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‘Against public interest’: Activists write to Lodha against BMC’s open spaces policy

Days after Guardian Minister Mangal Prabhat Lodha and senior civic officials convened a meeting with citizens opposing the implementation of the contentious policy for open spaces, a draft of which was floated by the Brihanmumbai Municipal Corporation (BMC) recently, former Central Information Commissioner Shailesh Gandhi and activists, including Anil Galgali, wrote to the Guardian minister on Wednesday, demanding that the open spaces must not be handed over to private parties.

BMC’s proposal aims to transfer the ownership of the civic body’s open spaces to private caretakers under a caretaker policy. The policy has drawn flak from citizens as well as activists with many writing to the administration opposing the same.

In their letter addressed to Lodha, the activists reiterated that giving public lands on “caretaker” or “adoption” basis was against public interest and must not be done. The letter read, “Citizens felt that MCGM had the capability of maintaining all open spaces. It was suggested that some of the maintenance could be undertaken through contractors. Audit and monitoring responsibilities could be given to private parties like NGOs and corporates.”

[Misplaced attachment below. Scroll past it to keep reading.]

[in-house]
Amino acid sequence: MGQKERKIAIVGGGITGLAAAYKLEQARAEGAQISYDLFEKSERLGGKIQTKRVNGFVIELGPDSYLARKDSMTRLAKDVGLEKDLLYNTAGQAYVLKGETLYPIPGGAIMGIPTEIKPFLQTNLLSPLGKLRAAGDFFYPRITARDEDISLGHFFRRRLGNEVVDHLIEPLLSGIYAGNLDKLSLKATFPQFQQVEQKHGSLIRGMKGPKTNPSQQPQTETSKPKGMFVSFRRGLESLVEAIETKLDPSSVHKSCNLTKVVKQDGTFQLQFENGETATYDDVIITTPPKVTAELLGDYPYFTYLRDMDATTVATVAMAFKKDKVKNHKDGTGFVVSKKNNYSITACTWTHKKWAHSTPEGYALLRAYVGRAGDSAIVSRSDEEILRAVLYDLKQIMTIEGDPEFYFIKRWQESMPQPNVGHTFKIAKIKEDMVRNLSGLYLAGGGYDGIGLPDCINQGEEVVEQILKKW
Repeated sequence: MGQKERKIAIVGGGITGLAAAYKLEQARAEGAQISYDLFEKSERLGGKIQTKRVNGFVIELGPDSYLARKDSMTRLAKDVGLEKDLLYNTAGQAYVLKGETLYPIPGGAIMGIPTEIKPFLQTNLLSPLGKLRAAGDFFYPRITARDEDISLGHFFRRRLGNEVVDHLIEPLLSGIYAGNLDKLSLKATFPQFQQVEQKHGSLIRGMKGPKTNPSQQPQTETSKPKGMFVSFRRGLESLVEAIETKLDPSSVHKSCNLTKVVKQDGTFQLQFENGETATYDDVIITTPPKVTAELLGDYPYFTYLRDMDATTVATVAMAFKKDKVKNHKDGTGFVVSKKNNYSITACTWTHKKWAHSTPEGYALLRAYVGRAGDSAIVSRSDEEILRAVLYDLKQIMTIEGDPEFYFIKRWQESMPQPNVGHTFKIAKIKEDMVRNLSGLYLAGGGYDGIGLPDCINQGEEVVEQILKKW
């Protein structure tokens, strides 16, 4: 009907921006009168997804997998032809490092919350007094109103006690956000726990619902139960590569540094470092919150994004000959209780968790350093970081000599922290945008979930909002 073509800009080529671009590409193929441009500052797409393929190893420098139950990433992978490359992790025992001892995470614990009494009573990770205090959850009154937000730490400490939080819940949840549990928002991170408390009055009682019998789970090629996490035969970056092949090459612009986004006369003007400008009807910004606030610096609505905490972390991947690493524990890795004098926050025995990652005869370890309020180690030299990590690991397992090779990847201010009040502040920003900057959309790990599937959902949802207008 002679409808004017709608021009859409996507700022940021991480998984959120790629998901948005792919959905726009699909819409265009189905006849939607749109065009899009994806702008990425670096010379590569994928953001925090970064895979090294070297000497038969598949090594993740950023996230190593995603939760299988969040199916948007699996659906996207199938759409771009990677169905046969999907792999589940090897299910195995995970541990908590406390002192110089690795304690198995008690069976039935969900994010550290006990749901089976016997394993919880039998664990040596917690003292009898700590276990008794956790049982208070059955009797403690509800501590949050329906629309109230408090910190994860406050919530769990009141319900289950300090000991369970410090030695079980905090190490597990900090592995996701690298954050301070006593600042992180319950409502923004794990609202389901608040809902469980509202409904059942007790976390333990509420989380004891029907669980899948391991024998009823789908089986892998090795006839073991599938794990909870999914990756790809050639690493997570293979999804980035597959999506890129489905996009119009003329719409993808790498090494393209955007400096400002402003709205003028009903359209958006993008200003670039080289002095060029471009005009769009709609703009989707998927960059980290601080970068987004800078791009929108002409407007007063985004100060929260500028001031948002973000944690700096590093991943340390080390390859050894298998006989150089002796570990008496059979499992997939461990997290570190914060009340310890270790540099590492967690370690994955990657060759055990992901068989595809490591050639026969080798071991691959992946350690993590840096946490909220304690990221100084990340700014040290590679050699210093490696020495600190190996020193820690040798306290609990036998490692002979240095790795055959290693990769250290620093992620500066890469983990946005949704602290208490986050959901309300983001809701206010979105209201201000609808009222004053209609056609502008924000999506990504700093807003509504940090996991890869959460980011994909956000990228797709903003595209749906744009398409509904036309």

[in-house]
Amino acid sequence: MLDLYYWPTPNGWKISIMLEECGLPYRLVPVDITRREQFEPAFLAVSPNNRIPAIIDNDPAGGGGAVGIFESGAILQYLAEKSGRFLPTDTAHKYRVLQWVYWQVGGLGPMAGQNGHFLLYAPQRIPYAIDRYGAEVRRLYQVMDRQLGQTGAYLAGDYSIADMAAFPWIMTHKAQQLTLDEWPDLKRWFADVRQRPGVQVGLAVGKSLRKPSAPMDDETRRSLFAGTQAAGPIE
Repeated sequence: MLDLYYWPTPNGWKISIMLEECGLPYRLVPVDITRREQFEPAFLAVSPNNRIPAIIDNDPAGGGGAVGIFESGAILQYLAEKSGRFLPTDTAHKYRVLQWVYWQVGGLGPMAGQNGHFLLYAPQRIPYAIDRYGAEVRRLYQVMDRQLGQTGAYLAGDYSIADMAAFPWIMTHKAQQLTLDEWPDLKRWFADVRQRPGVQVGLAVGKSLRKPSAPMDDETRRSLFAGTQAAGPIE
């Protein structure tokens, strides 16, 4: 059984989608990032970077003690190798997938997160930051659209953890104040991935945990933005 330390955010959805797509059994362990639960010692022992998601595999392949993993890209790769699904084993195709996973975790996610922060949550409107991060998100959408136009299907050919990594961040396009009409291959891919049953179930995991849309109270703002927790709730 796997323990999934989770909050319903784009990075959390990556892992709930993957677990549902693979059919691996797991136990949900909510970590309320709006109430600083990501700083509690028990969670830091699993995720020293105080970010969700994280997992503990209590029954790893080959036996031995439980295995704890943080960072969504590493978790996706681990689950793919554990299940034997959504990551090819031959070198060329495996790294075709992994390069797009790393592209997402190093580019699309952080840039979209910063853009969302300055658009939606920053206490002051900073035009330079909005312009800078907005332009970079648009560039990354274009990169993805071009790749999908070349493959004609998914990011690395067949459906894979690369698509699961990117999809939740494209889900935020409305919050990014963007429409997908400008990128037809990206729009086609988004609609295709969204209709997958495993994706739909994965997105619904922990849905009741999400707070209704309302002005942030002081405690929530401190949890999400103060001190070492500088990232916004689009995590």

At the meeting on September 15, Deputy Municipal Commissioner (DMC) (Gardens) Kishore Gandhi maintained that the gardens will remain unaffected by the policy. “At present, the policy is proposed only for playgrounds and recreational grounds. Even in cases of recreational grounds which have garden plots, the garden spaces will remain untouched by the policy,” said Gandhi during the meeting, adding that to ensure development of sports facilities such as football turfs, basketball courts, etc., which people do not have access to.

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Responding to Gandhi’s statements, activists wrote, “If the requirement was only for training facilities for sports, consultants could be invited and still no need could be seen to handover open spaces to private parties.”

The written appeal comes on the heels of a letter written by MLA Ameet Satam to the BMC officials in support of the citizens’ views. “All gardens should be maintained by the BMC only and local ALMs can be appointed as the watchdogs. All plots currently in possession of individuals and institutions given on adoption or caretaker basis should be taken back,” read a portion of Satam’s letter.

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In another meeting with citizens opposing the BMC’s bid to carry out the reconstruction of the century old Malabar Hill Reservoir, located underneath the surface of Kamla Nehru Park, saying 389 trees will be affected, Lodha on Monday asked citizens to propose an alternative plan. Concerned netizens have said that they will consult with multiple hydraulic engineers and present an alternative model to the minister in the next meeting.

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